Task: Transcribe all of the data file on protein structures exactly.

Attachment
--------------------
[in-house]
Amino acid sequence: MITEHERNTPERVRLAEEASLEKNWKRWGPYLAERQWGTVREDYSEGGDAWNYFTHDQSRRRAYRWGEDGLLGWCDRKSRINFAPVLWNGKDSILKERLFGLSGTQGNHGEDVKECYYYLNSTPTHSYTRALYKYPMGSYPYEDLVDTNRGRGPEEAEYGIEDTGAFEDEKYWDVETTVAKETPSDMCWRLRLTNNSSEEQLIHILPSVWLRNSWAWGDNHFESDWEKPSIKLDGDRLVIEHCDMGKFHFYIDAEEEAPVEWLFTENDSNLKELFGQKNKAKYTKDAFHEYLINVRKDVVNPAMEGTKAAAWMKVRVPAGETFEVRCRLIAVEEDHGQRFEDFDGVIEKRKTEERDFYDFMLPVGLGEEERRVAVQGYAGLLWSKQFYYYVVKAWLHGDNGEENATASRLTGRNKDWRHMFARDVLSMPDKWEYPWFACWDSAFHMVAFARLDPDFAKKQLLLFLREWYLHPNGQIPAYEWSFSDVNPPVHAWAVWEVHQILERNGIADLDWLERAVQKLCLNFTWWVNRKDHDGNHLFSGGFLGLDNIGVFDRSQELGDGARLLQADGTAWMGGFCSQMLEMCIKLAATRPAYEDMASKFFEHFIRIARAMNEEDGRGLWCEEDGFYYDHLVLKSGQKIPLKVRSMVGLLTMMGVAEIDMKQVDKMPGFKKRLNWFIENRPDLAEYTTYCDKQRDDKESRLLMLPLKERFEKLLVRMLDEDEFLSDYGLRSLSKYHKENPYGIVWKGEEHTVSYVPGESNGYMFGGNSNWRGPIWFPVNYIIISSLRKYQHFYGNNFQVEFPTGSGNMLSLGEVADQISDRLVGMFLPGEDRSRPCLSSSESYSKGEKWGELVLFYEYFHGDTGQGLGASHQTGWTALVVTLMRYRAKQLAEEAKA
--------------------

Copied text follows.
[in-house]
Amino acid sequence: MITEHERNTPERVRLAEEASLEKNWKRWGPYLAERQWGTVREDYSEGGDAWNYFTHDQSRRRAYRWGEDGLLGWCDRKSRINFAPVLWNGKDSILKERLFGLSGTQGNHGEDVKECYYYLNSTPTHSYTRALYKYPMGSYPYEDLVDTNRGRGPEEAEYGIEDTGAFEDEKYWDVETTVAKETPSDMCWRLRLTNNSSEEQLIHILPSVWLRNSWAWGDNHFESDWEKPSIKLDGDRLVIEHCDMGKFHFYIDAEEEAPVEWLFTENDSNLKELFGQKNKAKYTKDAFHEYLINVRKDVVNPAMEGTKAAAWMKVRVPAGETFEVRCRLIAVEEDHGQRFEDFDGVIEKRKTEERDFYDFMLPVGLGEEERRVAVQGYAGLLWSKQFYYYVVKAWLHGDNGEENATASRLTGRNKDWRHMFARDVLSMPDKWEYPWFACWDSAFHMVAFARLDPDFAKKQLLLFLREWYLHPNGQIPAYEWSFSDVNPPVHAWAVWEVHQILERNGIADLDWLERAVQKLCLNFTWWVNRKDHDGNHLFSGGFLGLDNIGVFDRSQELGDGARLLQADGTAWMGGFCSQMLEMCIKLAATRPAYEDMASKFFEHFIRIARAMNEEDGRGLWCEEDGFYYDHLVLKSGQKIPLKVRSMVGLLTMMGVAEIDMKQVDKMPGFKKRLNWFIENRPDLAEYTTYCDKQRDDKESRLLMLPLKERFEKLLVRMLDEDEFLSDYGLRSLSKYHKENPYGIVWKGEEHTVSYVPGESNGYMFGGNSNWRGPIWFPVNYIIISSLRKYQHFYGNNFQVEFPTGSGNMLSLGEVADQISDRLVGMFLPGEDRSRPCLSSSESYSKGEKWGELVLFYEYFHGDTGQGLGASHQTGWTALVVTLMRYRAKQLAEEAKA